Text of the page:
A study by Oxfam America, a global organization working to right the wrongs of poverty, hunger, and injustice, is highlighting the countries many pockets of where low wage workers live. And unsurprisingly, the south is one of the biggest areas for low wage workers.
"The map above, from Oxfam's report, "Working Poor In America," breaks the U.S. into congressional districts and analyzes the percentage of workers in each district who would benefit from raising the minimum wage to $10.10 from its current $7.25 an hour, as President Barack Obama has proposed. On average, 19 percent of workers fall in this category. "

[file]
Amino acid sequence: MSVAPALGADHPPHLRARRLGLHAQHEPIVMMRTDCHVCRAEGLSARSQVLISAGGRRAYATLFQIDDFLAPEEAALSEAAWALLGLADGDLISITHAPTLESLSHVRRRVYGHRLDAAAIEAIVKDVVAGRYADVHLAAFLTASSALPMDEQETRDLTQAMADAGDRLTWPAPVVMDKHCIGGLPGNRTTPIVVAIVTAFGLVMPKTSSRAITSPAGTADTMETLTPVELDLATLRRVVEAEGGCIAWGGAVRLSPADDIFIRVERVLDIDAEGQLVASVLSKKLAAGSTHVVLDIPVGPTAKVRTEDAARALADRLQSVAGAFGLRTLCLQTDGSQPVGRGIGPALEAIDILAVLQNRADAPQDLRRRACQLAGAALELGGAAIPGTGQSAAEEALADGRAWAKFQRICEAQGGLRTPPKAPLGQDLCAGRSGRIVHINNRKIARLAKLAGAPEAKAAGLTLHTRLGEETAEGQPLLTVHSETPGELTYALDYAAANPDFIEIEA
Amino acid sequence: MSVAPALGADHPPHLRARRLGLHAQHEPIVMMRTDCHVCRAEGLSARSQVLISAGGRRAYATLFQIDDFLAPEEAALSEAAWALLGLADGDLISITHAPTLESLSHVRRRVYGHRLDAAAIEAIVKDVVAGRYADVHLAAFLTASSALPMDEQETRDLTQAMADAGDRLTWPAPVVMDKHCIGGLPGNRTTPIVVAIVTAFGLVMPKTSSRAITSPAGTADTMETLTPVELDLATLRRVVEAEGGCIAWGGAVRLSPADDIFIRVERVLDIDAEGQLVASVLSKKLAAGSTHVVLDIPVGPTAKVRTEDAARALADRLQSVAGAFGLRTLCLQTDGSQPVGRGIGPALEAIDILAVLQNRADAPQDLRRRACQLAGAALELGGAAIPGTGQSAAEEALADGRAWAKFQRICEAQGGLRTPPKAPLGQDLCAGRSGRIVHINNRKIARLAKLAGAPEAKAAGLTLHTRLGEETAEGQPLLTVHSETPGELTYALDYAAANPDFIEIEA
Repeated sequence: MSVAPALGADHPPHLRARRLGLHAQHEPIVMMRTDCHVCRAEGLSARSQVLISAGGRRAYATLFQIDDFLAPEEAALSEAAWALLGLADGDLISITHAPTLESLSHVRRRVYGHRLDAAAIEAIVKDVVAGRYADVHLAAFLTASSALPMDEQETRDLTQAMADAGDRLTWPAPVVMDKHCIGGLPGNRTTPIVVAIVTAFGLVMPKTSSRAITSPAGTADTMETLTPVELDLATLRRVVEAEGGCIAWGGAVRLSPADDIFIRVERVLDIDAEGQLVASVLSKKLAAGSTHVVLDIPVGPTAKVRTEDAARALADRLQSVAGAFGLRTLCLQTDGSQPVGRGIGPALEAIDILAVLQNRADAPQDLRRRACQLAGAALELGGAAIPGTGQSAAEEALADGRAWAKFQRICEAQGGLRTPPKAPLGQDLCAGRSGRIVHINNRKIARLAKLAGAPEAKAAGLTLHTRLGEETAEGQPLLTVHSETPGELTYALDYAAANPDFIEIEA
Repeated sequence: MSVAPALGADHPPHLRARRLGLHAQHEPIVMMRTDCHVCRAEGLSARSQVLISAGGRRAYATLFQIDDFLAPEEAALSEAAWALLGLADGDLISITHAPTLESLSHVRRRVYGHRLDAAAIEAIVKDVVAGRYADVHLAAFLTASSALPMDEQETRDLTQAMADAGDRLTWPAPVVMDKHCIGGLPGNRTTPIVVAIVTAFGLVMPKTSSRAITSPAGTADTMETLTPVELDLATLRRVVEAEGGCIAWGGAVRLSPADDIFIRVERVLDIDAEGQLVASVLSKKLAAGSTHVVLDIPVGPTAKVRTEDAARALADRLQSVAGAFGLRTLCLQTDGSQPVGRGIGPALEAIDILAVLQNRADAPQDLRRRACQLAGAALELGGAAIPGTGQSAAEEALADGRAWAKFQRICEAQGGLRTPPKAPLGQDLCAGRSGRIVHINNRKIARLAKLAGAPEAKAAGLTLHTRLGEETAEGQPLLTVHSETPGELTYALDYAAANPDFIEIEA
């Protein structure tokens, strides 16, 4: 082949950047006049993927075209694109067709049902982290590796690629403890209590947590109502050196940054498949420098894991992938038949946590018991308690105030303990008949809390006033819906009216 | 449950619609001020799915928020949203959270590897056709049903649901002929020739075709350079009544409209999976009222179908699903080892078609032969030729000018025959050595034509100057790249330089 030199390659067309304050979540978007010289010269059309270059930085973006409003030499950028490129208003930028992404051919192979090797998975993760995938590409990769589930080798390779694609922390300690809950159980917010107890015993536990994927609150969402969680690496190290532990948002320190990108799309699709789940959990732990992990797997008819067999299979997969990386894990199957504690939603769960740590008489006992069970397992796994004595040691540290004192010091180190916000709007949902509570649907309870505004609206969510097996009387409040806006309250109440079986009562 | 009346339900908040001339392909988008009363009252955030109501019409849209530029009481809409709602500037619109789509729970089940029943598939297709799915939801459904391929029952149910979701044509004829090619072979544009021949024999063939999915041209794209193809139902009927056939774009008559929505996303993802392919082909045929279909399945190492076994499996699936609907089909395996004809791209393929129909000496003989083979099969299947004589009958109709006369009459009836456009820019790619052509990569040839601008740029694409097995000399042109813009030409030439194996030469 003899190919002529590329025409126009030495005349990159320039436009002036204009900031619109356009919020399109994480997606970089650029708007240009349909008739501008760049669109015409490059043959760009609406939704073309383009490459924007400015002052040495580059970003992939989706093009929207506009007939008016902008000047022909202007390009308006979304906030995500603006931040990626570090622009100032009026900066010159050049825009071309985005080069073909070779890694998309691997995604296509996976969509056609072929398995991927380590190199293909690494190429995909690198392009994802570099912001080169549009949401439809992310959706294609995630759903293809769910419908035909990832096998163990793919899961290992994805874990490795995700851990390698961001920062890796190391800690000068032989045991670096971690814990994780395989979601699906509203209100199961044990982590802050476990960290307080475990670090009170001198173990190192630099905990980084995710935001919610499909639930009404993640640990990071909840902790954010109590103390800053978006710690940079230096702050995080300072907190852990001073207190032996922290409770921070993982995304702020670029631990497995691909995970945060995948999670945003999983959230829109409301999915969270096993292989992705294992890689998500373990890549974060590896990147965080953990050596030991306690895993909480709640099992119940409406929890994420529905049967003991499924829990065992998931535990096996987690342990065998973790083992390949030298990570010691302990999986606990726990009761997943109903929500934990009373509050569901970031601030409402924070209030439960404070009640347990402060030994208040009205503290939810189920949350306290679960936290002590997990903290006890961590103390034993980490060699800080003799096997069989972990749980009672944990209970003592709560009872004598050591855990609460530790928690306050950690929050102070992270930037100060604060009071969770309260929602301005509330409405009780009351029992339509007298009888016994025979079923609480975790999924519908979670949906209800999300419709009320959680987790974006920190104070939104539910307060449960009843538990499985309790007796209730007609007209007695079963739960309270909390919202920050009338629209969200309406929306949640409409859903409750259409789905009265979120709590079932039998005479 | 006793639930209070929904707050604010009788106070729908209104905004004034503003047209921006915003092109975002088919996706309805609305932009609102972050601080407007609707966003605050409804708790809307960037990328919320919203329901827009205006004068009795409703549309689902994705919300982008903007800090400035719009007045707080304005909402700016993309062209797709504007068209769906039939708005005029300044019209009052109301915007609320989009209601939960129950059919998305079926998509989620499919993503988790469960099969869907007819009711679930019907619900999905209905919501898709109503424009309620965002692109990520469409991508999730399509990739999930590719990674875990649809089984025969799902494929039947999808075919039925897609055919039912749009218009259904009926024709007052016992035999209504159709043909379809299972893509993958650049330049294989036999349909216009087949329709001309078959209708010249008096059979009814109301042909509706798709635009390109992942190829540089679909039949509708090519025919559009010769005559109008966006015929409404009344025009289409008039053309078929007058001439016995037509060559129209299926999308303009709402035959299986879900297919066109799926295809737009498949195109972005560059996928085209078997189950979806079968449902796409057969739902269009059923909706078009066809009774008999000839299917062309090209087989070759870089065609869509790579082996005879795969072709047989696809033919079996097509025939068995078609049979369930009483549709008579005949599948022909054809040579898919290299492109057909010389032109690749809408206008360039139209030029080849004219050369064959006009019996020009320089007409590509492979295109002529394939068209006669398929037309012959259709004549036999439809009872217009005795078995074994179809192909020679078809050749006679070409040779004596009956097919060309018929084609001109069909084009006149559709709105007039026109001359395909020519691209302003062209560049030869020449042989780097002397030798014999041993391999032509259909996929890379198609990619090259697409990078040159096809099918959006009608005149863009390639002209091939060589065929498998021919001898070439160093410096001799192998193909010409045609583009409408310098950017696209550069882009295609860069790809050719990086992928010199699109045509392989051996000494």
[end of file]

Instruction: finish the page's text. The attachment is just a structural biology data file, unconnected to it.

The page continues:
What does the OxfamAmerica.org study specifically say about South Carolina?
"The states with the highest percentages of low-wage workers are in the South, led by Arkansas and Mississippi, and including Oklahoma, West Virginia, Florida, South Carolina, and Kentucky. Several Western states also make the list, including South Dakota, Idaho, and Montana. None of these states has a law setting a minimum wage above $7.25. Most of the states with the lowest percentage of workers impacted had state laws setting a higher minimum wage than $7.25."
South Carolina is in the top ten of the nation's low wage workers, we fall in at number 9, nestled between Montana and Kentucky. If the federal minimum wage is raised to the proposed $10.10 an hour this would effect 22.3% of South Carolina workers, helping to move them out of poverty.